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As much as $250,000 leaves North Dakota every year to recruit doctors an official at UND's Center for Rural Health says. "We are not getting a lot for that," adds Mary Amundson a project director at the center.

Hazen's Sakakawea Medical Center recently spent several months and more than $22,000 recruiting a surgeon for Mercer County Hospital and county officials thought they hit the jackpot when a doctor agreed orally to practice medicine at Sakakawea Medical Center and Beulah's Missouri Slope Medical Arts Clinic. But the doctor accepted a position in another state before signing a formal contract in Mercer County. "It's a risk, said Dan Howell Sakakawea's administrator. "You spend money and sometimes you don't get results."

Last week, Howell got a commitment from Beulah city officials to help pay for up to half of another search. The quest begins anew this week, when Howell plans to sign a contract with a physician recruitment firm. Sakakawea Medical Center was luckier than some. Its thousands earned five prospects, two on-site visitors and one would be taker. "Would we do it again?" Howell asked "In a heartbeat."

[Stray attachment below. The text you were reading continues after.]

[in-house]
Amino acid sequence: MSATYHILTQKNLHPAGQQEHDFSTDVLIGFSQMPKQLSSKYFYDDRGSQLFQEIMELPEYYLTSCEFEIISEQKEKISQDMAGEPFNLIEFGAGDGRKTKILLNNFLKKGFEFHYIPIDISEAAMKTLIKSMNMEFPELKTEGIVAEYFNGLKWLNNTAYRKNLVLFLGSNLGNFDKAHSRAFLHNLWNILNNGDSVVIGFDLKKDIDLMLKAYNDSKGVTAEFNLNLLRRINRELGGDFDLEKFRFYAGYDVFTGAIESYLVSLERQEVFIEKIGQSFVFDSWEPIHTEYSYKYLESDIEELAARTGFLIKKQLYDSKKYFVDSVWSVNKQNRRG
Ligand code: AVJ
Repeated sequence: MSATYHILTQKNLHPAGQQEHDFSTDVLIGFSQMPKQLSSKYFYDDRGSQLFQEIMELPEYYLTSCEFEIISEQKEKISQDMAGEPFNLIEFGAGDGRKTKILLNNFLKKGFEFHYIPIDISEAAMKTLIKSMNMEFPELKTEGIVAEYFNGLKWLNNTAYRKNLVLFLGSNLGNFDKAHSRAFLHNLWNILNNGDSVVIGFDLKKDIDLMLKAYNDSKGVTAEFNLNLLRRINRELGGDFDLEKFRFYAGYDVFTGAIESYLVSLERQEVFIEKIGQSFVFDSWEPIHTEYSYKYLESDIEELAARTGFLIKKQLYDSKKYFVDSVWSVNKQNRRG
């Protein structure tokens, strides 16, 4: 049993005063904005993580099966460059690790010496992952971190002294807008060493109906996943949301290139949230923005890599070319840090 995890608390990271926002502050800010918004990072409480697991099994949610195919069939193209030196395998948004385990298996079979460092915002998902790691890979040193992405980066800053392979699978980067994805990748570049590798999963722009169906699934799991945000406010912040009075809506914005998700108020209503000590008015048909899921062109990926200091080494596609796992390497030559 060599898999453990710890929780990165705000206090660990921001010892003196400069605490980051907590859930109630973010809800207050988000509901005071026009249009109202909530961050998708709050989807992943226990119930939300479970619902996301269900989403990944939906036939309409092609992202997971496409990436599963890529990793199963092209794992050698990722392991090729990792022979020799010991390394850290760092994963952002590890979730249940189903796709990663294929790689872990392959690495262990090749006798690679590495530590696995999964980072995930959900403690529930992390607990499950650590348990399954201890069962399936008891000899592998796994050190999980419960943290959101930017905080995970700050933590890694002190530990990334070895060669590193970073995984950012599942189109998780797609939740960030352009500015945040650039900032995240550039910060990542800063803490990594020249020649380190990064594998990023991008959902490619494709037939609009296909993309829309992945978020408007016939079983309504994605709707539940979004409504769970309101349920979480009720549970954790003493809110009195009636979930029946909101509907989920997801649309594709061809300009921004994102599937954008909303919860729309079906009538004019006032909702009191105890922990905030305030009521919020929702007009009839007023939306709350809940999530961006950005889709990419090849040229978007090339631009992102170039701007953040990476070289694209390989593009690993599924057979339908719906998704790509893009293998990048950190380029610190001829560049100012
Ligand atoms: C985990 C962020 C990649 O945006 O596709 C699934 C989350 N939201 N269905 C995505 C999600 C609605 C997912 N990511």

No other choice

Hospitals have no other choice said Mike Piper administrator of Lisbon's Community Memorial Hospital and Nursing Home. His facility has been searching for a physician for "two to three years at least." Even if rural health-care facility are teetering financially, they still must pay the expense of recruiting physicians when they are shorthanded. "It is kind of a dilemma," Piper said. "But you have to do it. That's one of the secrets of keeping a small hospital viable." A family practitioner can gross a health-care facility up to $400,000 yearly, he said Doctors are therefore a type of economic development. On the average, Piper said the tab runs around $25,000 to try to recruit a doctor -- a small investment for such a large return.

Jim Thill administrator of Garrison Memorial Hospital, agrees But he said those figures represent only direct recruiting costs. Indirect costs -- ranging from administrators' time sign-up fees, moving expenses establishing offices for new graduates can easily boost the bill another $20,000. Garrison Memorial's recruitment dollars were not spent in vain last year, Thill said. The hospital landed a doctor. Another $16,000 has been spent so far this fiscal year testing the waters again.

In December, UND's Center for Rural Health conducted an information survey Combined the 40 facilities reported a shortage of 34 family practice physicians, seven internal specialists, three general surgeons and 13 nurses practioners of physicians' assistants.

Recruitment money alone may not be able to lower that figure. Money can't change North Dakota's location, provide jobs for doctors spouses or ensure certain lifestyle preferences, Amundson said.

"There are lots and lots of reasons why (doctors) don't come," she said.

Source: Grand Forks Herald, April 28, 1993